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Video Game / Neuroshima Hex!

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Never Trust the Machines

Neuroshima Hex is a multi-platform game adapted from the Polish tabletop roleplaying game Neuroshima and its tactical board game counterpart. It was released in 2010 on iOS and in 2012 on Android.

Neuroshima Hex takes place in the year 2050, thirty years after a collection of Artificial Intelligences referred to as Moloch took control of United States’ nuclear arsenal and brought upon a nuclear apocalypse. However, despite its initial success in bringing down the world and taking over significant chunks of the United States, its progress has stalled and in the intervening years, a number of factions have emerged, some fighting Moloch and others following their own agenda.


The game is a turn-based tactical combat game taking place on a hexagonal board that has been divided to 19 slots and fought over by two to four players. Each player starts off with an HQ and receives three tiles each turn. These tiles include combat units (Melee and ranged), modules (which impact unit performance) or special commands (movement, combat initiator or special abilities). In addition, each faction’s HQ provides a special ability of its own. Some units also have unique abilities of their own. A game ends either when the maximum number of turns has been reached or only one faction is left standing.

As of February 2015, there are 13 factions to choose from. Moloch, The Outpost, Borgo and The Hegemony come with the vanilla game and the rest can be purchased via DLCs. A Character page detailing the factions is now available.


A High-Definition version was released in June 2015, providing more detailed portraits, icons and backgrounds.

A networked multiplayer version is in the works. Until then, players can use the old-fashioned pass-to-play to compete against one another.

Neuroshima Hex Contains Examples of:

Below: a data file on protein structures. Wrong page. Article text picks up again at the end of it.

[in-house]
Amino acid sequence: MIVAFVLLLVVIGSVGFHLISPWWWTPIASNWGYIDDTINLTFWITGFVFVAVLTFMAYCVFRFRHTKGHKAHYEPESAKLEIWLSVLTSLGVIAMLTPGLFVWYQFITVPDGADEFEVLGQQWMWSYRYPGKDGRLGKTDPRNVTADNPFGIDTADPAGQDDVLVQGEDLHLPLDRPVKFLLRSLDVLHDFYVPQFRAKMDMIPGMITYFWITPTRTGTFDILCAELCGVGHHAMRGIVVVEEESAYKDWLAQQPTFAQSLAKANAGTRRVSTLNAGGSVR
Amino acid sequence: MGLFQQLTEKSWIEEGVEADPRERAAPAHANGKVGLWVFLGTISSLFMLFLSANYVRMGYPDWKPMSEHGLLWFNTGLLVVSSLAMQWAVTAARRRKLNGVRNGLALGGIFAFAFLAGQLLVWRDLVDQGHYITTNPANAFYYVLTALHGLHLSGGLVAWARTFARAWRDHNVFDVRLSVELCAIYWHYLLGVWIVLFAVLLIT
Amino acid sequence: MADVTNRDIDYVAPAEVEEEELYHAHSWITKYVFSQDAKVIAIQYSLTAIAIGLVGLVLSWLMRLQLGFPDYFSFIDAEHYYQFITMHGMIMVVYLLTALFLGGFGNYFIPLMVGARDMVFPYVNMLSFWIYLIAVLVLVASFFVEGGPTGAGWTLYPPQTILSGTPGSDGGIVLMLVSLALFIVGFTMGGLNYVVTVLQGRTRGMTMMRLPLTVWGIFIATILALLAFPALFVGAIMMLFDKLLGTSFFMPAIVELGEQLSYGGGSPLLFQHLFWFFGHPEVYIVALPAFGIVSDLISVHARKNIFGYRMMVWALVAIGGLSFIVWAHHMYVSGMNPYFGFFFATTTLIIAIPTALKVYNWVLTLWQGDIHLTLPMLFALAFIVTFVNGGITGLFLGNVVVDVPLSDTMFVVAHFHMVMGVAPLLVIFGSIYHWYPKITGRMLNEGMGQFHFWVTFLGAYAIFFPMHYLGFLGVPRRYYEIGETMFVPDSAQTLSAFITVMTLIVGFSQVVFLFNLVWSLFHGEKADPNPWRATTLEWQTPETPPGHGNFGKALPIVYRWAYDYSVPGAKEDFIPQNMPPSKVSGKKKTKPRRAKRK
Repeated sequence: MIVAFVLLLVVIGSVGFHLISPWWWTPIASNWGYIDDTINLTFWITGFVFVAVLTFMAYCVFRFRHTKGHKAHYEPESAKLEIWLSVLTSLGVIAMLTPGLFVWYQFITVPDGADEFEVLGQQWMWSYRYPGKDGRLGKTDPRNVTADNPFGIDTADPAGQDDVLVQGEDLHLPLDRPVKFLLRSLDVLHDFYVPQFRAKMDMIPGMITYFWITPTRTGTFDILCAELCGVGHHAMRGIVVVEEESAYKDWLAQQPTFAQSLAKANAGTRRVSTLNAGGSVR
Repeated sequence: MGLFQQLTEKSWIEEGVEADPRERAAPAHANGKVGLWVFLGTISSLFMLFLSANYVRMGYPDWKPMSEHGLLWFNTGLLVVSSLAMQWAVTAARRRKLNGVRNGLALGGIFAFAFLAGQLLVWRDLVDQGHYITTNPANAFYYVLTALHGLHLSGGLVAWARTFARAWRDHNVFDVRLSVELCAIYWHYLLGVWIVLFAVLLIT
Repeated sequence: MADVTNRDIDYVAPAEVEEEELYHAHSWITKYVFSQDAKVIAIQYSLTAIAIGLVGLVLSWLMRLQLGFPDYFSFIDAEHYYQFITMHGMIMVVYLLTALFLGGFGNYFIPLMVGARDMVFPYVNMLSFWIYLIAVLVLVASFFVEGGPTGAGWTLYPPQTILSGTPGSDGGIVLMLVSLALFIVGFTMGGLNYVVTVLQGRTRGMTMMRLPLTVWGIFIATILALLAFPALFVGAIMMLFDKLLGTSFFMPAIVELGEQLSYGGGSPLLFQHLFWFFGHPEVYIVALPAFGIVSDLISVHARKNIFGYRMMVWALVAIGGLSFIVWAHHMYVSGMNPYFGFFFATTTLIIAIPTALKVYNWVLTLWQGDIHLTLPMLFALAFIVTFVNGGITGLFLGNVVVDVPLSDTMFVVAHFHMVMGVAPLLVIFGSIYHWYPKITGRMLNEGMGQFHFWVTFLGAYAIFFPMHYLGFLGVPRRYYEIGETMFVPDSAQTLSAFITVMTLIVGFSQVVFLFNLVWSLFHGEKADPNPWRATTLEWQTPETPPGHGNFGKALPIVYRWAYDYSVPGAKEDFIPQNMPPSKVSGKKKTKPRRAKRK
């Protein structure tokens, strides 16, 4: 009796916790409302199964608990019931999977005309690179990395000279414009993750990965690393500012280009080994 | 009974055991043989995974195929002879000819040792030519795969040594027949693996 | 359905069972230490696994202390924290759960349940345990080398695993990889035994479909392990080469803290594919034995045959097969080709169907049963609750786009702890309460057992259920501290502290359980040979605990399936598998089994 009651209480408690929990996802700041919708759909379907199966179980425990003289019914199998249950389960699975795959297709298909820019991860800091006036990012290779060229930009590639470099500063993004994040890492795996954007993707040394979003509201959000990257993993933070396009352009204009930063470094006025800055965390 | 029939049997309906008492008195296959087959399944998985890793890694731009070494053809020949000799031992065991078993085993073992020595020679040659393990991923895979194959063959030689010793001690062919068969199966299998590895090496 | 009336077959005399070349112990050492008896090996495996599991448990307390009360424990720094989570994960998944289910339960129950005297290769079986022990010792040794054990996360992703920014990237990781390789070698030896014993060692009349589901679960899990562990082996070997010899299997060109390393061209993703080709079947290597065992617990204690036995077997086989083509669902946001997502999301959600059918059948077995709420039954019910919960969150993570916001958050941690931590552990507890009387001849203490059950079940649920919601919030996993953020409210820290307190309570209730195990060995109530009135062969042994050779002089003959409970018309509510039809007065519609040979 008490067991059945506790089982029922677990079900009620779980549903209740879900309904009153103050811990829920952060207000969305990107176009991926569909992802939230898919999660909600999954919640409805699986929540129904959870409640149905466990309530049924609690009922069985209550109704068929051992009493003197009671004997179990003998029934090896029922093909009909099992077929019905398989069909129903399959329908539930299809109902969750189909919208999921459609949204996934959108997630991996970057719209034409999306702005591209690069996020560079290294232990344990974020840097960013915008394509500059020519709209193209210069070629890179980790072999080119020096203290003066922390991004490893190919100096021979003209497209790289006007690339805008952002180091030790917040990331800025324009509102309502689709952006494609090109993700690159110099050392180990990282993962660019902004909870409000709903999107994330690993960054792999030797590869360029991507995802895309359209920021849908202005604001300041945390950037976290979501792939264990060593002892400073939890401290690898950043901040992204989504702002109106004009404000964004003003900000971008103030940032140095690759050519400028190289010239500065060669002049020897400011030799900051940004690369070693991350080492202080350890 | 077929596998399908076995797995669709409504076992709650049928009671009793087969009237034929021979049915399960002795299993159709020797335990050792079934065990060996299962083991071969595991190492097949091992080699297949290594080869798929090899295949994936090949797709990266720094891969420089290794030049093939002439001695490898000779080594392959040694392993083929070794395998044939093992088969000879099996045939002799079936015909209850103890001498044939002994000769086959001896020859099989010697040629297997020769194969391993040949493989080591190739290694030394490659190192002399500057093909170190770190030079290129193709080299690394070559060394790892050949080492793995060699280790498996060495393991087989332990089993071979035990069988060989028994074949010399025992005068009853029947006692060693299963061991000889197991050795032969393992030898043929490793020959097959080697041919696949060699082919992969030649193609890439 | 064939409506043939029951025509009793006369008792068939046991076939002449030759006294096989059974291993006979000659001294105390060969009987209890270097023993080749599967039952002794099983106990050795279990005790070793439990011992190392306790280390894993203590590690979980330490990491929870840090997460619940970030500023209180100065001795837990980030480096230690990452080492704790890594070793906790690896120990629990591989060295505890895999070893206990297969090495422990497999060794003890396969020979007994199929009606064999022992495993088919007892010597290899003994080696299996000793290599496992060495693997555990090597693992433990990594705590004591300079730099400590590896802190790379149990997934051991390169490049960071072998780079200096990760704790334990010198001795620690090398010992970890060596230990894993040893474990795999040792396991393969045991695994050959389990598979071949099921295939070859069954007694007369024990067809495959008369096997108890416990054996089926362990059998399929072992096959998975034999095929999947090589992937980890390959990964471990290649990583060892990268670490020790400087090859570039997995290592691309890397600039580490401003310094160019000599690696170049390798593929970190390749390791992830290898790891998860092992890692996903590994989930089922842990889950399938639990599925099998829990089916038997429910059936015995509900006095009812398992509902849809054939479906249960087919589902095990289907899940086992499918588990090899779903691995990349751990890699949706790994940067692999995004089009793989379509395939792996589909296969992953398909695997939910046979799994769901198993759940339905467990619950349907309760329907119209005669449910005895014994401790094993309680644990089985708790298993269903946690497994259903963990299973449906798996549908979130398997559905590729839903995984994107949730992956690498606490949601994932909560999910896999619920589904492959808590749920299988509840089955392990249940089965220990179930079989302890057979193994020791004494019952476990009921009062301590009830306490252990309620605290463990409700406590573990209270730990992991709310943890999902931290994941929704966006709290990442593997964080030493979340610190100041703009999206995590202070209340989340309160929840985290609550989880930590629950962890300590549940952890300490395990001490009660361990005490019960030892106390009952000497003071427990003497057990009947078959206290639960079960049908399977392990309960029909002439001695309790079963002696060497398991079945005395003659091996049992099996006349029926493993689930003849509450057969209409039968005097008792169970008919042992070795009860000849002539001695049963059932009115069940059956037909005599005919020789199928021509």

• A.I. Is a Crapshoot: Moloch was a network of defense computers that rebelled against humanity. Smart, in turn, is a figment of Moloch that rebelled against the greater whole. The Doomsday Machine is an aversion in that as far as anyone can tell, it is still following its original programming.
  • Apocalypse How: The nuclear bombardment has caused one on planetary scale, but we only hear about the United States. How the rest of the planet is faring is unclear.
  • Artificial Stupidity: The AI is not very bright and is clearly unable to grasp certain faction mechanics.
    • This is most evident when the AI plays as the Neojungle, rarely taking advantage of the Motherland ability and frequently misses out on module placements that would result in a more optimal outcome.
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    • The AI also seems to consider each action on its own merit rather than part of a greater strategy note .
    • The AI is also geared towards maximizing damage done to any enemy regardless of strategic outcome.
  • Bio-Augmentation: Borgo faction of mutants and Steel Police officers are mentioned to have gone through these.
  • "Blind Idiot" Translation: Downplayed. There isn't anything egregiously wrong with any of the text or faction descriptions but the way some of the sentences are constructed can be a little bit off to a native English speaker. Justified, as the developer is Polish.